You can change these your deeply held beliefs and you will do it one thought at a time. Each time you catch a thought that does not support your life, your being, your passions, then ignore it and insert a counter thought, one that is positive and life affirming. This is why you need to be vigilant with your thoughts. No easy task when the average person has between 30,000 to 80,000 thought each and every day. Don’t fret, this is not meant to be difficult or overwhelming. Relax and just notice what is going on in your mind and begin to make your own decisions about what you think about.

Quieting the mind, the path of least resistance.

Don’t get too caught up in this thought work. It’s important, but you have all the time in the world to make these changes. Life is not meant to be a struggle. Life is meant to be easy. In fact, let’s start with that thought, “Life is easy.” Say this to yourself several times and notice what happens. Do you relax or do you tense up? Now, take a deep, slow breath and think to yourself, “Life is easy.” Don’t judge this thought, just repeat it as you breath. Notice how your ego begins to challenge this thought, “That’s bullshit, life isn’t easy, it’s hard!” Ignore this thought and return to, “Life is easy.” You may need to bring your mind back to this thought many, many times.

This is the perseverance mentioned earlier. Don’t judge the thoughts, just breath and focus on your breath. Do this for as long as you like. I recommend 20 minutes per day. If 20 minutes sounds like too much, then start with 1 minute every time you think about how hard life is. Over time you will begin to feel more relaxed and more sure of yourself. You will also begin to feel less peer pressure and more social acceptance.

Your intuition is your guide.

Quieting the mind is critical to being able to tune into your intuitive voice. The ego’s voice is boisterous, loud and always pointing out how hard life is. Your intuitive voice is very, very quiet. It’s barely perceivable. Once you have quieted your mind you will begin to notice tiny and subtle sensations in your midsection. This is your intuitive or inner voice. Frequently, ego injects anxiety whenever you begin to listen to your intuitive voice. The above breathing exercise quiets your mind again until you are able to fully feel these sensations. As you practice trusting your intuition you learn to follow it’s lead.

Now that you have tuned into your intuition, it is time to trust it. Your imagination and the breathing exercise above work together to eliminate peer pressure. Here’s how you do it.

  1. Sit down in a comfortable place of your choice. Close your eyes and take long, slow, deep breaths.
  2. Focus your attention on your breath. Do this for a couple of minutes.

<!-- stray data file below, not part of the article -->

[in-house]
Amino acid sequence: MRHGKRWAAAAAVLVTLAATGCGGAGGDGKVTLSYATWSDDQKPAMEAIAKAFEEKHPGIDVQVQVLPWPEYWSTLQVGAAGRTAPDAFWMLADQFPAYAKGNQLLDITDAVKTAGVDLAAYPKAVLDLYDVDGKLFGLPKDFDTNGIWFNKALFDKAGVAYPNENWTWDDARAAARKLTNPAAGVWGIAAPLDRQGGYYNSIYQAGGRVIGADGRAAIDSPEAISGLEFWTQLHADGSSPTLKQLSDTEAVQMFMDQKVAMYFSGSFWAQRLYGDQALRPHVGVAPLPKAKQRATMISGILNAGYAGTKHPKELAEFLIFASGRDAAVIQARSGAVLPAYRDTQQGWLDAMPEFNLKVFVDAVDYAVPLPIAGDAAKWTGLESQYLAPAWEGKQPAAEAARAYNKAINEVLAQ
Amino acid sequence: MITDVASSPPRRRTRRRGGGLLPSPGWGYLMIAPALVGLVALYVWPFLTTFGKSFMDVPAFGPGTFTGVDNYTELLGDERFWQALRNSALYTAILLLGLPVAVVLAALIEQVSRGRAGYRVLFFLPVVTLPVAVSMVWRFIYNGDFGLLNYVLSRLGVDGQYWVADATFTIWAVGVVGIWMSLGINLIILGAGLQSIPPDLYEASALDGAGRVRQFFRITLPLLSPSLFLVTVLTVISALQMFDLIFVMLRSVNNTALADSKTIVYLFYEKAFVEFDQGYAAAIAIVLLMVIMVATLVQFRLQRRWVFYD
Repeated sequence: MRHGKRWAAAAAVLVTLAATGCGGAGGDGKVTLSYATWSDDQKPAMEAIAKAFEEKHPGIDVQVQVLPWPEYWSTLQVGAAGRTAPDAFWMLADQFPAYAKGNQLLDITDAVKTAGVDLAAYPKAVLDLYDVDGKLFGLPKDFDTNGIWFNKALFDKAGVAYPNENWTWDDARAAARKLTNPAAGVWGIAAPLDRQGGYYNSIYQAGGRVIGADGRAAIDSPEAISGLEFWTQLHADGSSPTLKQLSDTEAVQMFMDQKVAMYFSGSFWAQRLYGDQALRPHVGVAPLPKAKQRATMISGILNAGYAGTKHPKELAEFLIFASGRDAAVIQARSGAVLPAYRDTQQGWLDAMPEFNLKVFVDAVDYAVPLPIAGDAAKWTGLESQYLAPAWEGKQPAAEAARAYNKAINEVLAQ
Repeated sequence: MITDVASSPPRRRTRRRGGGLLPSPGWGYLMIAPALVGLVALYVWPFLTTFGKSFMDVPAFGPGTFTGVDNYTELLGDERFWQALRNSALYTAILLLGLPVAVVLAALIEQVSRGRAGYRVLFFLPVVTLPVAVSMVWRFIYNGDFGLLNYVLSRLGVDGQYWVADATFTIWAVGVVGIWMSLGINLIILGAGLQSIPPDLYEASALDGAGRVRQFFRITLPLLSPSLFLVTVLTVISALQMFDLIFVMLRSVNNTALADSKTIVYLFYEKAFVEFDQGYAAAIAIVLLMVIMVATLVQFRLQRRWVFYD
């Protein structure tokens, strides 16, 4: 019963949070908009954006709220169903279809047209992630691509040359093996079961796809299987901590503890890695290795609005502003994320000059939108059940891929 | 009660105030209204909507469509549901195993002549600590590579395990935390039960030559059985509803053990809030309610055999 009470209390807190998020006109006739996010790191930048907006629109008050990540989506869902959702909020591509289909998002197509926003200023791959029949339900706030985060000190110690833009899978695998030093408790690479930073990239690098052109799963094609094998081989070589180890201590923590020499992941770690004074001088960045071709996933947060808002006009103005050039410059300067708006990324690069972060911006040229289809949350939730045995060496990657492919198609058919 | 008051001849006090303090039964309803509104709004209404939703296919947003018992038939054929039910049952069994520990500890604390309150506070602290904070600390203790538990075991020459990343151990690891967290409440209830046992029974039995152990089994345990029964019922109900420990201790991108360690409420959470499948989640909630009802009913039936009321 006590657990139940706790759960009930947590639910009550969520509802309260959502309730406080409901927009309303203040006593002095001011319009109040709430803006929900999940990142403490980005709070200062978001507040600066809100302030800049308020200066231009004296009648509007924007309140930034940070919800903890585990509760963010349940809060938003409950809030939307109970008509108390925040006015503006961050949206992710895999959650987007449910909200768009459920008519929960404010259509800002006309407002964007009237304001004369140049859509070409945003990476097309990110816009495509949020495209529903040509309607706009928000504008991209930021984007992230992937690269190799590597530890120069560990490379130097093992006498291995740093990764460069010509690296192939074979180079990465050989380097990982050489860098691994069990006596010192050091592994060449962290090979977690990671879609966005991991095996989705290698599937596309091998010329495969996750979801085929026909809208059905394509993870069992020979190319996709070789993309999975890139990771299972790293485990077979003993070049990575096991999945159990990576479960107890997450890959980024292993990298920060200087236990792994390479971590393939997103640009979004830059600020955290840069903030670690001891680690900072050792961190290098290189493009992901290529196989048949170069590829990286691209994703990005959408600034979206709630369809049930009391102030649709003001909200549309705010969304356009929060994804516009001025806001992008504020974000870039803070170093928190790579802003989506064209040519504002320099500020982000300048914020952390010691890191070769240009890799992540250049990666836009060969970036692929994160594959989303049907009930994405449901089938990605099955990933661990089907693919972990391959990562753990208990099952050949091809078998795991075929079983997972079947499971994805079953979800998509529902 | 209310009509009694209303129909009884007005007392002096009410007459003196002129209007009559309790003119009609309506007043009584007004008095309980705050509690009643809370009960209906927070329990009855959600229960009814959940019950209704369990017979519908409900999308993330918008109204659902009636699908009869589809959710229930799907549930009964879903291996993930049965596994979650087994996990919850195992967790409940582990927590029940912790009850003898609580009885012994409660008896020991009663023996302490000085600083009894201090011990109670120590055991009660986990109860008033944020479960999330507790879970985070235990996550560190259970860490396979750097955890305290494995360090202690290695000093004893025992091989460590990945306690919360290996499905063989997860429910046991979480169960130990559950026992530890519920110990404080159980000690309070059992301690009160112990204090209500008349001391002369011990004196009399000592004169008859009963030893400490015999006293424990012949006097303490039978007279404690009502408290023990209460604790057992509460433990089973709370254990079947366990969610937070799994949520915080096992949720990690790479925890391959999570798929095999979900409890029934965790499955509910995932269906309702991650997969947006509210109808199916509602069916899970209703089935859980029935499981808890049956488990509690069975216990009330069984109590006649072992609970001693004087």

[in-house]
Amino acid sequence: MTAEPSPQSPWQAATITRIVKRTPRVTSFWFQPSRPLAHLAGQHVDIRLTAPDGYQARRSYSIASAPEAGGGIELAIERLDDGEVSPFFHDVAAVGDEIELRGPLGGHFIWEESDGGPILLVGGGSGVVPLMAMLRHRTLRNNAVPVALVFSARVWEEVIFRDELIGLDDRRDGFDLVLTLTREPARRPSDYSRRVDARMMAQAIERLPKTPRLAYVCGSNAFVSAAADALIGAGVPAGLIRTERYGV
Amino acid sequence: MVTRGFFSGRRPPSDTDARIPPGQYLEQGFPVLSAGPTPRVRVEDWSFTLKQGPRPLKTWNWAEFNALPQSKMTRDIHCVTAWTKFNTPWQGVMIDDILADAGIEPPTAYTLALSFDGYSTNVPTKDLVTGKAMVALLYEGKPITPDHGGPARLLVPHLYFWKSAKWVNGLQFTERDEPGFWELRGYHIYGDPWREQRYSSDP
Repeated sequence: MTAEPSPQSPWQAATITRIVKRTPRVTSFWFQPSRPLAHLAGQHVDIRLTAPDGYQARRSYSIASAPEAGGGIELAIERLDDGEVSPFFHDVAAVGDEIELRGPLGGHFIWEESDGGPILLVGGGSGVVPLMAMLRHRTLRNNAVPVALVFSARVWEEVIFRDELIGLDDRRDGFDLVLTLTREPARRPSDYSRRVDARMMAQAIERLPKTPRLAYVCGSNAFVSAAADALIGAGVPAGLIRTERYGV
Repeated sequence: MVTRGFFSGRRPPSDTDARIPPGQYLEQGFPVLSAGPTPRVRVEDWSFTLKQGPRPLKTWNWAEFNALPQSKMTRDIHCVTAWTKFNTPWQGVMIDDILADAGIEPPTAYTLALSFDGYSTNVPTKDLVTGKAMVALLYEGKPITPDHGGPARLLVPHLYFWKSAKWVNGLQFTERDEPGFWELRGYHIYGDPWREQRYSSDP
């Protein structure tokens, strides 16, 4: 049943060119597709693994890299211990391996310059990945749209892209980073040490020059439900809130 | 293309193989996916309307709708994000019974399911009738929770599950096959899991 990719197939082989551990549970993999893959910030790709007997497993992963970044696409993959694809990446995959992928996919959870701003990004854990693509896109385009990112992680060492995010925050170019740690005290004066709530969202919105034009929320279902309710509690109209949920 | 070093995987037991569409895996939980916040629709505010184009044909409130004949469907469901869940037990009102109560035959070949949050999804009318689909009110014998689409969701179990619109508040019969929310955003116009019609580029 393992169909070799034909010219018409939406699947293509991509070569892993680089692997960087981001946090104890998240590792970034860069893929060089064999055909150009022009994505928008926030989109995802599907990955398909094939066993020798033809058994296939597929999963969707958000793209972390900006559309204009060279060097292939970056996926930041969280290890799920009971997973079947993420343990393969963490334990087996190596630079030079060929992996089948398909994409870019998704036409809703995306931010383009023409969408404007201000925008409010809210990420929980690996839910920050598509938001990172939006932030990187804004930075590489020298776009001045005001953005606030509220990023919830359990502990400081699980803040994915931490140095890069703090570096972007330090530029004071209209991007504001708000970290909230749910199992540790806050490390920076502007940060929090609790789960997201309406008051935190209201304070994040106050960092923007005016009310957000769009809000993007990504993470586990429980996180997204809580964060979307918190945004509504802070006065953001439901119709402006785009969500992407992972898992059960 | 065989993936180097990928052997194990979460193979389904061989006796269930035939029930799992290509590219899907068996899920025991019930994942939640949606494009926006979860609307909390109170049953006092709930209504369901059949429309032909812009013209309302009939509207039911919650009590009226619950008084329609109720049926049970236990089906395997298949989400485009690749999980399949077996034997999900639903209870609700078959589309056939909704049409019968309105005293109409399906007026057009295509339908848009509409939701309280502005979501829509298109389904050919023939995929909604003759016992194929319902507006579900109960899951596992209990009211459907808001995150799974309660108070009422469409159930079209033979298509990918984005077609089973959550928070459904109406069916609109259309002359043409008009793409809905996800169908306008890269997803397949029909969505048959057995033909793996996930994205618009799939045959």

3. Use your imagination to imagine going about your day peaceful and happy. You are confident and life is easy.
  4. Keep breathing and let go of any tension or anxiety the ego tries to throw in and keep focusing on all of the pleasant things that are going to happen all day.

Come back to this internal place often throughout the day for brief moments whenever you notice your ego creating worry or anxiety. Deliberately let go of these feeling and their associated thoughts and return to your breath. Continue saying to yourself “Life is easy.”

Thank you for visiting Imagination Beyond Limits.


About Ray

I was raised in a small town in Michigan. I was the middle child of 3 boys in a moderately dysfunctional family. I was fortunate to fall into the Hero role hat afforded me the very best that my family could provide. As a hero child, I was the first to go to college. College opened my eyes and my mind. College also turned out to be the bane of my family. To make along story short, at 38 years old and a new social worker, I learned of the dark secrets my family held. The more I reached out to help the family, the more the pushed me away until, I could not longer have contact with any family members. It's been nearly 30 years now. It's just better that way. As a result, I've focused my career on helping families, especially families with teenagers. I've always worked with teens, since I was 19 years-old I've worked with teens as a teacher, counselor, social worker and psychotherapist. I am still passionate about working with teens and their families, but am focused on working with large groups with multiple families in attendance. Part of my desire to accomplish on this website is to create a place for discussion of families, adolescents, their ever present angst. I want to share with parents of teens some of what the wisdom I've gained from 30 years of working with teenagers and their families. Please visit for awhile. Read some articles, make some comments or share a post with your friends or colleagues. I'm at your service.